I was recently awarded a LACUNY Professional Development Travel Grant for my travel to LITA Forum this year!
I am thankful for such a great opportunity to help my travel funds to the conference this year. I’ll make a blog post about my writeup about the conference and include slides for my presentation on mobile usability on the City Tech website.
A group of colleagues, Robin Davis, Allie Verbovetskaya, Stephen Zweibel, and myself presented on the Raspberry Pi (RPi) today at the 12th Annual CUNY IT Conference.
If you were unable to attend, you can view our presentation online here. Additionally, Allie created a great handout that’s chock full of resources. We talked about what a Pi can do in aspects of pedagogy, research, and digital literacy.
For the presentation we created individual projects using Raspberry Pis, including a photo-sensor using Python, a “librarybox,” and a dropbox clone. I also demonstrated the use of a RPi as a webserver. I used Cherokee as the server software and created a citation machine using the Open Library API. You enter an ISBN number and it will pull book data from Open Library. It will then try its best to create a citation in MLA, APA, and Chicago style formats. You can try a demonstration here.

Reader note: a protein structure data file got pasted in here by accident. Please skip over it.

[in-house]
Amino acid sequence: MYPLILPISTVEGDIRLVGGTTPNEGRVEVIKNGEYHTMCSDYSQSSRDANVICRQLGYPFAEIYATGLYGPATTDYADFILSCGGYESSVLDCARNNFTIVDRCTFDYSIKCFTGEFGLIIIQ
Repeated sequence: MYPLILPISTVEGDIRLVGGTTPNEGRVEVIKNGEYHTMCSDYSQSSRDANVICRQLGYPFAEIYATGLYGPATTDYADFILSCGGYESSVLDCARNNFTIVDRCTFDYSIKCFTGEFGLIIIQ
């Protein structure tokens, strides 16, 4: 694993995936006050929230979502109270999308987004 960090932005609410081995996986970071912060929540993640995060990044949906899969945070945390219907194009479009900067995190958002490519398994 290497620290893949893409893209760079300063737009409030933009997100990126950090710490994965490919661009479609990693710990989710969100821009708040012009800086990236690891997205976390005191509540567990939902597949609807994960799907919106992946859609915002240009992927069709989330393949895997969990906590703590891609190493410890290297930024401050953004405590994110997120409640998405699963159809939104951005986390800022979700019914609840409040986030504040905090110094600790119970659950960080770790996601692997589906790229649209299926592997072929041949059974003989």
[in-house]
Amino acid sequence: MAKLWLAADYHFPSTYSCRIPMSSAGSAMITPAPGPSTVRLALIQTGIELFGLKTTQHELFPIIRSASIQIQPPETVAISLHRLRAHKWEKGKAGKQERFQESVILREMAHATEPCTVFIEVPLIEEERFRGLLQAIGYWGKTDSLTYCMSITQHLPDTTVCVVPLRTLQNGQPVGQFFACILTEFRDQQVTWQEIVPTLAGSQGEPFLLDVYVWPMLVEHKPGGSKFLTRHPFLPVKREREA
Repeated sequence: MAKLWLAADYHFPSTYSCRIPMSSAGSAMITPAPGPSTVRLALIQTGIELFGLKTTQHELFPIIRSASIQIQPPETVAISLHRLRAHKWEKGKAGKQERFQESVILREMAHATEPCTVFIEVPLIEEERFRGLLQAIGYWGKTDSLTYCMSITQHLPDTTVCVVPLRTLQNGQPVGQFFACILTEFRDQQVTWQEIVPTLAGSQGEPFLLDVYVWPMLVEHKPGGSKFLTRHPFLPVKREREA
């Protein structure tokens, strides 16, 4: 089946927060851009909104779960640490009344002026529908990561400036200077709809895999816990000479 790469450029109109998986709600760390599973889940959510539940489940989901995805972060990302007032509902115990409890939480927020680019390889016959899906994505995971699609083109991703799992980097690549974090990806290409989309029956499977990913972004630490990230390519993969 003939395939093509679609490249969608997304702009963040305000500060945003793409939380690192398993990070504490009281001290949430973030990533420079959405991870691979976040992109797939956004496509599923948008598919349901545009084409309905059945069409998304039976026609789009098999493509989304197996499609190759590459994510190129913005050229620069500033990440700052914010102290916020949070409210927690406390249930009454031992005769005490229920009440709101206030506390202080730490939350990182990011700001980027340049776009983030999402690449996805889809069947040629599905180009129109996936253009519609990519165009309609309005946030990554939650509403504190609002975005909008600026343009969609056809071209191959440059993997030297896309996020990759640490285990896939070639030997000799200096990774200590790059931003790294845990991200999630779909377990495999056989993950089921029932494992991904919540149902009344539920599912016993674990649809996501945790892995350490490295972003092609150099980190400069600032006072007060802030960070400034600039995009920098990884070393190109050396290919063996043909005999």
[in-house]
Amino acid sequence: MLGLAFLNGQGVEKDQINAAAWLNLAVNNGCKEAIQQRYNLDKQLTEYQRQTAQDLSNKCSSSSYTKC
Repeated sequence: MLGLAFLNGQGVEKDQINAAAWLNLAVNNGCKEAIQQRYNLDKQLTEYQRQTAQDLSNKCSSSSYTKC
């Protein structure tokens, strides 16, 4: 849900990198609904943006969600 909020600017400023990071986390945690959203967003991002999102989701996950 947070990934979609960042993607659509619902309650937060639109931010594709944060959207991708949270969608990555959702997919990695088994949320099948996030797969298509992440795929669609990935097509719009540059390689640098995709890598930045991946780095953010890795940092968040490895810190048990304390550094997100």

I gave a presentation for the Association of Library Communication Outreach and Professional’s 3rd annual conference in Fort Washington, PA.
The presentation focuses on our initial use of the photo based social media networks, Pinterest and Instagram. There was a number of interesting questions that folks have asked. For instance, who holds the copyright for Instagram? Do our users hold copyright? Can we forego institutional photo release forms when its understood that users will be giving up their rights when they participate in our contests? Also, what are performance indicators for social media networks in general?
These are questions that may take some time to answer, as we see how our users interact with our social media networks and the services that they can offer.